Internet Explorer enforces security rules for websites by grouping them into categories or “security zones”. Today we want to explain the changes to security zones you’ll see in IE7 so we should first clarify what the security rules are in IE6.
On the Security tab of Internet Options under the tools menu, you will see the Internet, Intranet, Trusted Sites and Restricted Sites zones. The rules for security zones control how each group of websites is allowed to interact with your computer. If you put a site in the Restricted sites zone, IE will prevent the site from using features like script and ActiveX controls. The Internet Zone contains sites where most people browse and is intended to safely handle script and ActiveX controls to keep you, the user, in control of what websites can do; for example if a site is in the internet zone, IE will block pop-ups windows from that site. The Intranet zone is really designed for sites built by a network administrator. Network administrators, particularly in corporations, commonly need some freedom to interact with your computer. For example, if you have an intranet, you may notice that IE still allows pop-ups windows. Because a site that’s truly on your intranet is likely to be an important application, the pop-up windows are likely from your network admin rather than an advertisement pop-up that’s common on the Internet. If you add a site to “Trusted Sites” in IE6, you are removing most restrictions from the site, you are granting the site enough control to automatically install software on your computer and use script to communicate with other sites on your behalf. Another zone that you can’t see is called the My Computer Zone and also has few restrictions similar to the Trusted Sites zone. The My Computer Zone is locked down as of IE6 for XP SP2; the changes in IE7 continue our trend to run the browser with more secure default settings.
Because security zones allows more power to some websites, zones also open the possibility of zone-spoofing attacks: if there is a flaw in IE’s zone detection logic, a malicious website could try to run in a less restrictive security zone than they should run in. With URL parsing and other improvements in Windows XP SP2 and IE7, we have helped to ensure this doesn’t happen.
Despite the URL parsing improvements; our threat-models will continue to drive us to add defense-in-depth against Zone-spoofing threats. We realized that the intranet zone (and its lower restrictions) is not relevant at all to the typical home user running IE. One of our interns this summer, Robert Liao, changed IE’s logic so that a Windows machine that is not on a managed corporate network will treat apparent Intranet sites as Internet. This change effectively removes the attack surface of the intranet zone for home PC users.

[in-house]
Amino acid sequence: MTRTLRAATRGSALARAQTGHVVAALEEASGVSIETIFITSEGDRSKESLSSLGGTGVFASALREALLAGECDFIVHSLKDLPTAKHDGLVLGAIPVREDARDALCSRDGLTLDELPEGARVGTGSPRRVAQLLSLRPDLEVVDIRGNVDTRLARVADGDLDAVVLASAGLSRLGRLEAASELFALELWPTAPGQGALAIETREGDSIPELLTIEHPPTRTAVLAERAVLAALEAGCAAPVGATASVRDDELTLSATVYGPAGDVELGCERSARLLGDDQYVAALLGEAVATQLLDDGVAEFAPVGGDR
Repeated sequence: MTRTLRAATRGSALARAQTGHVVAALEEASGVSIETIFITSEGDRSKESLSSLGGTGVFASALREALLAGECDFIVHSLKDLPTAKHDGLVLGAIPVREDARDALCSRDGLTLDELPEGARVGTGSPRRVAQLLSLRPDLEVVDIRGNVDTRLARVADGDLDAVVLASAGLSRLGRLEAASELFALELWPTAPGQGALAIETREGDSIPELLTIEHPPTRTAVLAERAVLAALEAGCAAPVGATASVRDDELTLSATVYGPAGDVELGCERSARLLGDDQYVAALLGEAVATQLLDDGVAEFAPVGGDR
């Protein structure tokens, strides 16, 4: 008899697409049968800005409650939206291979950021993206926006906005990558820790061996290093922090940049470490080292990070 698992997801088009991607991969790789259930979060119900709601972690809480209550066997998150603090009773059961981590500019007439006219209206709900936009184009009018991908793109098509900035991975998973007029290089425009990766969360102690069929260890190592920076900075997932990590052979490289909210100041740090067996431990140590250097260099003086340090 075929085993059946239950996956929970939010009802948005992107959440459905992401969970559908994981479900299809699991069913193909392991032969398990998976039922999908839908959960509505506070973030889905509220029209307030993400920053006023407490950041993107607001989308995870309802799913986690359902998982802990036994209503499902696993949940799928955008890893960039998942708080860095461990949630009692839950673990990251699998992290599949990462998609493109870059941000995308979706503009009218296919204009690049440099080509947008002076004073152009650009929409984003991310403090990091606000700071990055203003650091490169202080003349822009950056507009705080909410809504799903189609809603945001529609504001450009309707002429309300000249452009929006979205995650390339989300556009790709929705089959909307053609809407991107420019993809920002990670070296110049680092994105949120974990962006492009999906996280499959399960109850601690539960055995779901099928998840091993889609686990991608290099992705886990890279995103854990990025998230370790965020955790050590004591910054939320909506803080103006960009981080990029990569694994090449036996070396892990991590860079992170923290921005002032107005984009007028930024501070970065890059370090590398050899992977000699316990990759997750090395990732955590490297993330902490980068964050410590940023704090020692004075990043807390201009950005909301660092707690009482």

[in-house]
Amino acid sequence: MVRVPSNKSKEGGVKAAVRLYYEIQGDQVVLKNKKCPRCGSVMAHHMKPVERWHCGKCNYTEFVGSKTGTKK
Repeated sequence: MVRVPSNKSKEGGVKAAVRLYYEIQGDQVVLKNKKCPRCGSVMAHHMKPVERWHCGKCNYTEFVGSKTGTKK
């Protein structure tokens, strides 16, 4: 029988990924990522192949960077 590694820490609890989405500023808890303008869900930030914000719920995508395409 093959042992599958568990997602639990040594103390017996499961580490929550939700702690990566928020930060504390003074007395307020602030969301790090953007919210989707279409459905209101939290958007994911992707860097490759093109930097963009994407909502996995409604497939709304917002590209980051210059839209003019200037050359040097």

Of course, in enterprise IT networks, sites in the intranet zone have to just work exactly like they do today. IE7 will check if the machine has joined a domain. If a machine has joined a domain, as you would expect, IE7 will automatically detect intranet sites and run them with settings for the Intranet zone.
There will be cases where IE might not detect an enterprise IT network correctly. For example, a PC might be on a workgroup rather than a domain or it may not have joined the domain. For those cases, network admins will be able to set group policy on the settings for the Intranet to make sure that IE behaves as they wish. Even if the network admin can’t set policy, IE will show an information bar when visiting a probable intranet site. If a user wants to re-enable their intranet zone, they’ll be able to.
We are also increasing security for the Internet Zone and the Trusted sites zone. The Internet zone, where most users browse, will be tightened down with two very notable changes. The Internet zone will run in Protected Mode on Windows Vista which helps provide defense-in-depth against some of the attacks IE has faced in the past. ActiveX Opt-In will also help reduce the attack surface of ActiveX controls in the internet zone (this feature deserves its own post). IE7 introduces a new security level for these additional protections, Medium-high.
With the Trusted Sites zone in IE6, we find that many users don’t understand how powerful a site becomes when they make it a Trusted Site. For example, a Trusted Site in IE6 can automatically install signed ActiveX controls on the user’s machine. As a safety precaution in IE7, we have set the default for the Trusted Sites zone to Medium, the same level as the Internet zone in IE6. Customers who depend on the IE6 level of the Trusted Sites zone will be able lower settings back to IE6 levels with the slider on the “Security” tab of “Internet Options” or through policy settings.
- Vishu Gupta, Rob Franco and Venkat Kudulur